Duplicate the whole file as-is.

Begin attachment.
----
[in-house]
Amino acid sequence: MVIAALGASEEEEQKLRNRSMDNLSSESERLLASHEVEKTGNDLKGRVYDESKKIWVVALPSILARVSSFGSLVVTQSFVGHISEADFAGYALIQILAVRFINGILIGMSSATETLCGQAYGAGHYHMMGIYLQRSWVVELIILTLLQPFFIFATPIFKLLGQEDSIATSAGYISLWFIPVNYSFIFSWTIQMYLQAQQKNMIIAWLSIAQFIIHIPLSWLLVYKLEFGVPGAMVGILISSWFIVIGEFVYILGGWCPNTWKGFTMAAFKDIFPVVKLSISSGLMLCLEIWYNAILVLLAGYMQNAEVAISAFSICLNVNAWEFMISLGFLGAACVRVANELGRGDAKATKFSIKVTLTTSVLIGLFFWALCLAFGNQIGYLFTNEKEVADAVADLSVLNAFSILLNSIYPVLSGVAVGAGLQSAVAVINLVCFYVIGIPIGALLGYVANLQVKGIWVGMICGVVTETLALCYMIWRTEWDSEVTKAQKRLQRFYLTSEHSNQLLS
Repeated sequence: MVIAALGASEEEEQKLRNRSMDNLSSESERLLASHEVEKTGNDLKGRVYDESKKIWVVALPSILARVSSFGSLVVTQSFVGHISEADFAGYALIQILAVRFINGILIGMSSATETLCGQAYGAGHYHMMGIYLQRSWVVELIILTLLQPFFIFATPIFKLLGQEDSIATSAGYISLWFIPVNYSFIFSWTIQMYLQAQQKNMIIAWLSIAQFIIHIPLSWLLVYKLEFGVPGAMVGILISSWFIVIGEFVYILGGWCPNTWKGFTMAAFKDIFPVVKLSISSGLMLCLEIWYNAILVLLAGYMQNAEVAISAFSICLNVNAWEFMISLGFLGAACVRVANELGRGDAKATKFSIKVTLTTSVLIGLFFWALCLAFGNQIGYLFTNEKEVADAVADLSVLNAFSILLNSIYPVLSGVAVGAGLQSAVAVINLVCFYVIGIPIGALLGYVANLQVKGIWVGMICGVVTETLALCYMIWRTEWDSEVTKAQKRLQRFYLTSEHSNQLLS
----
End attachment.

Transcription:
[in-house]
Amino acid sequence: MVIAALGASEEEEQKLRNRSMDNLSSESERLLASHEVEKTGNDLKGRVYDESKKIWVVALPSILARVSSFGSLVVTQSFVGHISEADFAGYALIQILAVRFINGILIGMSSATETLCGQAYGAGHYHMMGIYLQRSWVVELIILTLLQPFFIFATPIFKLLGQEDSIATSAGYISLWFIPVNYSFIFSWTIQMYLQAQQKNMIIAWLSIAQFIIHIPLSWLLVYKLEFGVPGAMVGILISSWFIVIGEFVYILGGWCPNTWKGFTMAAFKDIFPVVKLSISSGLMLCLEIWYNAILVLLAGYMQNAEVAISAFSICLNVNAWEFMISLGFLGAACVRVANELGRGDAKATKFSIKVTLTTSVLIGLFFWALCLAFGNQIGYLFTNEKEVADAVADLSVLNAFSILLNSIYPVLSGVAVGAGLQSAVAVINLVCFYVIGIPIGALLGYVANLQVKGIWVGMICGVVTETLALCYMIWRTEWDSEVTKAQKRLQRFYLTSEHSNQLLS
Repeated sequence: MVIAALGASEEEEQKLRNRSMDNLSSESERLLASHEVEKTGNDLKGRVYDESKKIWVVALPSILARVSSFGSLVVTQSFVGHISEADFAGYALIQILAVRFINGILIGMSSATETLCGQAYGAGHYHMMGIYLQRSWVVELIILTLLQPFFIFATPIFKLLGQEDSIATSAGYISLWFIPVNYSFIFSWTIQMYLQAQQKNMIIAWLSIAQFIIHIPLSWLLVYKLEFGVPGAMVGILISSWFIVIGEFVYILGGWCPNTWKGFTMAAFKDIFPVVKLSISSGLMLCLEIWYNAILVLLAGYMQNAEVAISAFSICLNVNAWEFMISLGFLGAACVRVANELGRGDAKATKFSIKVTLTTSVLIGLFFWALCLAFGNQIGYLFTNEKEVADAVADLSVLNAFSILLNSIYPVLSGVAVGAGLQSAVAVINLVCFYVIGIPIGALLGYVANLQVKGIWVGMICGVVTETLALCYMIWRTEWDSEVTKAQKRLQRFYLTSEHSNQLLS